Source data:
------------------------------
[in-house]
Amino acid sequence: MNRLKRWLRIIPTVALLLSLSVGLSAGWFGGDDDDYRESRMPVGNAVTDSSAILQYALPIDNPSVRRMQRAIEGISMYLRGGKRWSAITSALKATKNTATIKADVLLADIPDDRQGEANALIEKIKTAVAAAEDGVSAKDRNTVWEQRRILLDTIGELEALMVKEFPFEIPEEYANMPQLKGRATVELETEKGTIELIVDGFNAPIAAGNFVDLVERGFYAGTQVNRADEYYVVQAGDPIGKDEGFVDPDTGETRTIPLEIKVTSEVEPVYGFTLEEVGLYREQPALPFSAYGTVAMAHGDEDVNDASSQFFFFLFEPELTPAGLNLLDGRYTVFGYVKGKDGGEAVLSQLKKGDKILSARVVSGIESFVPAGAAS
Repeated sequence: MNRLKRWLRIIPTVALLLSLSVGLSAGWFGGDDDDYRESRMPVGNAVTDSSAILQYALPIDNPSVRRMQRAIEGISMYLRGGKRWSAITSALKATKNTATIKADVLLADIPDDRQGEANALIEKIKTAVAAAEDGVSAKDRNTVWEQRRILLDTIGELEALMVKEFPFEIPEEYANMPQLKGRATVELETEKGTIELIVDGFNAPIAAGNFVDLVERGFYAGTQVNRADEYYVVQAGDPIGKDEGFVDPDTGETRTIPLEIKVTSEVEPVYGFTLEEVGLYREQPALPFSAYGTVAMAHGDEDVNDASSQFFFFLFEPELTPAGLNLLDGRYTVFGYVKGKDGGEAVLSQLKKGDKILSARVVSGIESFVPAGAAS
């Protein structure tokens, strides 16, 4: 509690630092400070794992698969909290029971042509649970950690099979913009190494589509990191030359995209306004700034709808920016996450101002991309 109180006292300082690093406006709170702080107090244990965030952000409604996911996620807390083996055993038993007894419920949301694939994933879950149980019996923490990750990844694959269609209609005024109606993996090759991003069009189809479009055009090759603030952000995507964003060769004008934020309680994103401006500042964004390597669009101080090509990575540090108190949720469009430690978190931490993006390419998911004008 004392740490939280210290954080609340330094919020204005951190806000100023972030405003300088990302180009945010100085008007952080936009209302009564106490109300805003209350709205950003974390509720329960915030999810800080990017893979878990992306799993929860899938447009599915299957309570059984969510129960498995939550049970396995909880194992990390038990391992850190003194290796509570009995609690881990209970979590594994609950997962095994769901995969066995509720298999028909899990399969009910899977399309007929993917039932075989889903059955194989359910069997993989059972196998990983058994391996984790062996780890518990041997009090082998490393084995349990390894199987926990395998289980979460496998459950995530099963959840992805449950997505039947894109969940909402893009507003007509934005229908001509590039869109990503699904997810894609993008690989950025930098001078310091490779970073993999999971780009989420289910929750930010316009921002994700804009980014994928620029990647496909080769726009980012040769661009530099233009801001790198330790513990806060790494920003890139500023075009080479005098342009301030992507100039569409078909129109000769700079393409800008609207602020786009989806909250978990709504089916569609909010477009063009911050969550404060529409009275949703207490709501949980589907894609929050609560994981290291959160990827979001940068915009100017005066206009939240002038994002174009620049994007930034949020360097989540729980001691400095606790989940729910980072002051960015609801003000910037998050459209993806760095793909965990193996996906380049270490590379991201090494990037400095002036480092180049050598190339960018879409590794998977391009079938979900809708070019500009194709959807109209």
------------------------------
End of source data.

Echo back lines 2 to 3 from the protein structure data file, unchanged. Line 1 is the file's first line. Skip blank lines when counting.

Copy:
Amino acid sequence: MNRLKRWLRIIPTVALLLSLSVGLSAGWFGGDDDDYRESRMPVGNAVTDSSAILQYALPIDNPSVRRMQRAIEGISMYLRGGKRWSAITSALKATKNTATIKADVLLADIPDDRQGEANALIEKIKTAVAAAEDGVSAKDRNTVWEQRRILLDTIGELEALMVKEFPFEIPEEYANMPQLKGRATVELETEKGTIELIVDGFNAPIAAGNFVDLVERGFYAGTQVNRADEYYVVQAGDPIGKDEGFVDPDTGETRTIPLEIKVTSEVEPVYGFTLEEVGLYREQPALPFSAYGTVAMAHGDEDVNDASSQFFFFLFEPELTPAGLNLLDGRYTVFGYVKGKDGGEAVLSQLKKGDKILSARVVSGIESFVPAGAAS
Repeated sequence: MNRLKRWLRIIPTVALLLSLSVGLSAGWFGGDDDDYRESRMPVGNAVTDSSAILQYALPIDNPSVRRMQRAIEGISMYLRGGKRWSAITSALKATKNTATIKADVLLADIPDDRQGEANALIEKIKTAVAAAEDGVSAKDRNTVWEQRRILLDTIGELEALMVKEFPFEIPEEYANMPQLKGRATVELETEKGTIELIVDGFNAPIAAGNFVDLVERGFYAGTQVNRADEYYVVQAGDPIGKDEGFVDPDTGETRTIPLEIKVTSEVEPVYGFTLEEVGLYREQPALPFSAYGTVAMAHGDEDVNDASSQFFFFLFEPELTPAGLNLLDGRYTVFGYVKGKDGGEAVLSQLKKGDKILSARVVSGIESFVPAGAAS